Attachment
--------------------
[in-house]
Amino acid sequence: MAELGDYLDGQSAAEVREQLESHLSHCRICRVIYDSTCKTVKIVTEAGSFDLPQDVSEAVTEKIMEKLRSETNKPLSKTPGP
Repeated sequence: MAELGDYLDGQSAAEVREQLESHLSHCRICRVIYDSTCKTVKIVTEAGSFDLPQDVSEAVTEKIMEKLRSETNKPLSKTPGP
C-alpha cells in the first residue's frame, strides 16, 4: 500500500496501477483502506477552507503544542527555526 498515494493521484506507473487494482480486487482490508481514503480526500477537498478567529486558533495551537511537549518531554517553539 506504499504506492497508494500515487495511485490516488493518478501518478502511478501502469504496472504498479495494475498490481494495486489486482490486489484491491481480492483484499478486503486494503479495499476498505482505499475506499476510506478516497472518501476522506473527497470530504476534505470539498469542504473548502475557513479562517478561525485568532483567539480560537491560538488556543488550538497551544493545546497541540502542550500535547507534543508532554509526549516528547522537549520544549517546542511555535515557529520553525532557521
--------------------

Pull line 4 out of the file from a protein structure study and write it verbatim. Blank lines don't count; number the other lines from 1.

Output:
C-alpha cells in the first residue's frame, strides 16, 4: 500500500496501477483502506477552507503544542527555526 498515494493521484506507473487494482480486487482490508481514503480526500477537498478567529486558533495551537511537549518531554517553539 506504499504506492497508494500515487495511485490516488493518478501518478502511478501502469504496472504498479495494475498490481494495486489486482490486489484491491481480492483484499478486503486494503479495499476498505482505499475506499476510506478516497472518501476522506473527497470530504476534505470539498469542504473548502475557513479562517478561525485568532483567539480560537491560538488556543488550538497551544493545546497541540502542550500535547507534543508532554509526549516528547522537549520544549517546542511555535515557529520553525532557521